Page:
Contrôle de la taille de la touffe ciliaire des cellules mécanosensorielles ciliées pour une détection auditive sélective en fréquence

par Atitheb Chaiyasitdhi

Projet de thèse en Frontières du vivant

Sous la direction de Pascal Martin et de Christine Petit.

Thèses en préparation à Paris Sciences et Lettres , dans le cadre de Frontières du vivant , en partenariat avec PhysicoChimie (laboratoire) et de Institut Curie (Paris) (établissement de préparation de la thèse) depuis le 02-10-2017 .


  • Résumé

    Auditory processing of complex sounds like speech or music relies on acute frequency discrimination over a broad range of sound frequencies. To cope with this requirement, the cochlea of the inner ear is endowed with specialized mechanosensory “hair cells” that are each tuned to detect a particular frequency of sound-evoked vibration. Tuning results in part from the mechanical properties of the hair bundle, the mechanosensory antenna of the hair cell. Morphological gradients within the cochlea suggest that the hair bundle operates as a (living) tuning fork for which size helps select the preferred frequency of vibration. Despite its critical importance for hearing, the mechanism that specifies the morphology of the hair bundle in relation to the characteristic frequency of the corresponding hair cell is largely unknown. To clarify this major question of auditory physiology, the PhD candidate will study the role played by mechanical tension in proteinaceous links that interconnect the “hairs” (stereocilia) of the hair bundle. The work will benefit from an ongoing collaboration between our group at the Curie Institute, which brings the biophysical tools to experimentally probe and theoretically describe the effect of mechanical force on the hair bundle, and the group led by Prof Christine Petit (Institut Pasteur), which brings genetically modified mice that present defects in the morphology of the hair bundle as well as a biochemical know-how to identify, visualize and interfere with molecular constituents of this organelle. Defects in the morphology of the hair-cell bundle result in severe hearing deficits. By better understanding how this morphology is tuned according to the bundle's function as a frequencyselective mechanosensor, as well as by finding the physical origin of its deterioration in deaf animals, we hope to lay the groundwork for some future therapeutic approaches of deafness of genetic or environmental origin.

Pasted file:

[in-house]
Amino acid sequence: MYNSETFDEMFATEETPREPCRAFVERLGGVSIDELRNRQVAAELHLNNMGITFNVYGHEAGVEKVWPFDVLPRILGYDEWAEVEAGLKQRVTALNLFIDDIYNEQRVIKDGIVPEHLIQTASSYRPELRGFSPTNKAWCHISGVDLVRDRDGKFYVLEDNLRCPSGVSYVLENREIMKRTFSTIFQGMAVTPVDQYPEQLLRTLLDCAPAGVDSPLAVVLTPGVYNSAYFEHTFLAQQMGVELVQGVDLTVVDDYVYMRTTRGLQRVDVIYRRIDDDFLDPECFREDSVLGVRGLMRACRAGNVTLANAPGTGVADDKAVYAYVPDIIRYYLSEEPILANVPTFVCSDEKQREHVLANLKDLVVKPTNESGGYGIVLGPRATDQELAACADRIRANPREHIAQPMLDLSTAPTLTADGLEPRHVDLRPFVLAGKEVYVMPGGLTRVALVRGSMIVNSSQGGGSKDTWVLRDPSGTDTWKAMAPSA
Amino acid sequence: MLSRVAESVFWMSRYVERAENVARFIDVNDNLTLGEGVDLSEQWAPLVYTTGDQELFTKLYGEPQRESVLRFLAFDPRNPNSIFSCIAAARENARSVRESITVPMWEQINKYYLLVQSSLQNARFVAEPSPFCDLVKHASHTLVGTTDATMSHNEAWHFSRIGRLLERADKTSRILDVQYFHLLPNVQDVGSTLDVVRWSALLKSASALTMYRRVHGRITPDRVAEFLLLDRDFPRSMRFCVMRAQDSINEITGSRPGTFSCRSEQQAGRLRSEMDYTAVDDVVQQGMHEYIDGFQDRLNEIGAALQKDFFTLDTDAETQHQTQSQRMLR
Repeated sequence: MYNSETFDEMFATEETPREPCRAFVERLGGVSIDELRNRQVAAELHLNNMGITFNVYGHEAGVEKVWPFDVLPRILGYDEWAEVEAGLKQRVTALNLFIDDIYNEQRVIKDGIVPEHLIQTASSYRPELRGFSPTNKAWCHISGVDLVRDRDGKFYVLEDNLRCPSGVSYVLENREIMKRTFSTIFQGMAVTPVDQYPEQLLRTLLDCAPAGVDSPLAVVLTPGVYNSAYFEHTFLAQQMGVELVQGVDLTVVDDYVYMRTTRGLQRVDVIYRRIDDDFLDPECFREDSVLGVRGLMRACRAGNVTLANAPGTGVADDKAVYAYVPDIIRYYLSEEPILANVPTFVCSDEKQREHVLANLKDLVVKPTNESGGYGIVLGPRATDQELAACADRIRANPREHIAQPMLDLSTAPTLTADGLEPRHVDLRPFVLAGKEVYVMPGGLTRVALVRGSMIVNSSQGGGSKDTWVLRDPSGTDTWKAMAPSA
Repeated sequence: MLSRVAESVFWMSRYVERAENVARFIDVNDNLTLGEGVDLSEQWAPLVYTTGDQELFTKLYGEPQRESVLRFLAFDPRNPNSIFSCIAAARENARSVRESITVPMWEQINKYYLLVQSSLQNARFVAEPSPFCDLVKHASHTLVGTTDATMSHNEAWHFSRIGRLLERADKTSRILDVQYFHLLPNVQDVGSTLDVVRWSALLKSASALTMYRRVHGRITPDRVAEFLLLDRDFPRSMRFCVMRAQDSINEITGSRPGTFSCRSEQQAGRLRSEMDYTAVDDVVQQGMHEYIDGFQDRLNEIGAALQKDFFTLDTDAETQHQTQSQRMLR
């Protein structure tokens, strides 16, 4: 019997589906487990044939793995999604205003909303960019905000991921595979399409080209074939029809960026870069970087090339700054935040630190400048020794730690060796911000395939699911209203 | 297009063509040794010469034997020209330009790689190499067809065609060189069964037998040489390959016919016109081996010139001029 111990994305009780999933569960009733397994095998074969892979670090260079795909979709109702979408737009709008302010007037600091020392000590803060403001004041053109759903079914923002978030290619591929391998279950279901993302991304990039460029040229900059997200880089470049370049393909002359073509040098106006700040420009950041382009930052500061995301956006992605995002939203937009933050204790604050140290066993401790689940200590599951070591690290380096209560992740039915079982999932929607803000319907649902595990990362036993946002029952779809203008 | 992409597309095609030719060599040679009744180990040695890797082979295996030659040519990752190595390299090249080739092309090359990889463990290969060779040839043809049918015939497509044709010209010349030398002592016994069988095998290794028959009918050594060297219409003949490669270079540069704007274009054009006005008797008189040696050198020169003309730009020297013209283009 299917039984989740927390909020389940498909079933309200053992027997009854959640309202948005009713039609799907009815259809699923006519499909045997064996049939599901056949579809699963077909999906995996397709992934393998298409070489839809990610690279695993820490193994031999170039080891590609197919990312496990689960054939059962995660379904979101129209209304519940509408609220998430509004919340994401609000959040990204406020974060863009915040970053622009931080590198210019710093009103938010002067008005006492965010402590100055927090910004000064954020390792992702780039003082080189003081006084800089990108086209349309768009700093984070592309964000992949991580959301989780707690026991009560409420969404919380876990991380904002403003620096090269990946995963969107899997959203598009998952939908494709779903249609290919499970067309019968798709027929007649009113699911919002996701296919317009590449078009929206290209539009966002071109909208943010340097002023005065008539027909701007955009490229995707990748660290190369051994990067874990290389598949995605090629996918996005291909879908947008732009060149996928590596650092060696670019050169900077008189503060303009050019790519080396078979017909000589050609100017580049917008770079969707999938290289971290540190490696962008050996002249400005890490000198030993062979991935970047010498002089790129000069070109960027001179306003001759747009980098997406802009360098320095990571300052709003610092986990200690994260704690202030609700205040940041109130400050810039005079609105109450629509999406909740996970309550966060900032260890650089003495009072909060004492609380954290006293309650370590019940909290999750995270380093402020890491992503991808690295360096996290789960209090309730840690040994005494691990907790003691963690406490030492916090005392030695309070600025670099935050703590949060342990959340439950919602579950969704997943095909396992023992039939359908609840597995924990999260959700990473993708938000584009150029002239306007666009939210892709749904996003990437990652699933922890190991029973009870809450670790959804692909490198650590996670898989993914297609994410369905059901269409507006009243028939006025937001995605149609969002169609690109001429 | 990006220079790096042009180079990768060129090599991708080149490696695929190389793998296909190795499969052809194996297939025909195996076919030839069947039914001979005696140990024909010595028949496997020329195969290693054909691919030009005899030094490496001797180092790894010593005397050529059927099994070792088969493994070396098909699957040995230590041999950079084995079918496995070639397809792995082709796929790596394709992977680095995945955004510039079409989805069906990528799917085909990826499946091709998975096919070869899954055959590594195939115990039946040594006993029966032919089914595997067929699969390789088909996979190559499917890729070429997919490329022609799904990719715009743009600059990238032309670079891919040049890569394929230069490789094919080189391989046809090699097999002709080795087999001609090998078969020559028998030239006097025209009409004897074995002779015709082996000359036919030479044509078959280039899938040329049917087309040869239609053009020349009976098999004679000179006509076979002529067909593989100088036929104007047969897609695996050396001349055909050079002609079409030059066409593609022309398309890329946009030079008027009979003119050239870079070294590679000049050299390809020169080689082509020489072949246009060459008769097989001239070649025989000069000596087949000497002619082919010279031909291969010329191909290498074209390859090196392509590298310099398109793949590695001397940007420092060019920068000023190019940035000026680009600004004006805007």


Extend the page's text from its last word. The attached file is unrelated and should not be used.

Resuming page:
• Titre traduit

    Size control of the hair-cell bundle for frequency-selective auditory detection


  • Résumé

    Auditory processing of complex sounds like speech or music relies on acute frequency discrimination over a broad range of sound frequencies. To cope with this requirement, the cochlea of the inner ear is endowed with specialized mechanosensory “hair cells” that are each tuned to detect a particular frequency of sound-evoked vibration. Tuning results in part from the mechanical properties of the hair bundle, the mechanosensory antenna of the hair cell. Morphological gradients within the cochlea suggest that the hair bundle operates as a (living) tuning fork for which size helps select the preferred frequency of vibration. Despite its critical importance for hearing, the mechanism that specifies the morphology of the hair bundle in relation to the characteristic frequency of the corresponding hair cell is largely unknown. To clarify this major question of auditory physiology, the PhD candidate will study the role played by mechanical tension in proteinaceous links that interconnect the “hairs” (stereocilia) of the hair bundle. The work will benefit from an ongoing collaboration between our group at the Curie Institute, which brings the biophysical tools to experimentally probe and theoretically describe the effect of mechanical force on the hair bundle, and the group led by Prof Christine Petit (Institut Pasteur), which brings genetically modified mice that present defects in the morphology of the hair bundle as well as a biochemical know-how to identify, visualize and interfere with molecular constituents of this organelle. Defects in the morphology of the hair-cell bundle result in severe hearing deficits. By better understanding how this morphology is tuned according to the bundle's function as a frequencyselective mechanosensor, as well as by finding the physical origin of its deterioration in deaf animals, we hope to lay the groundwork for some future therapeutic approaches of deafness of genetic or environmental origin.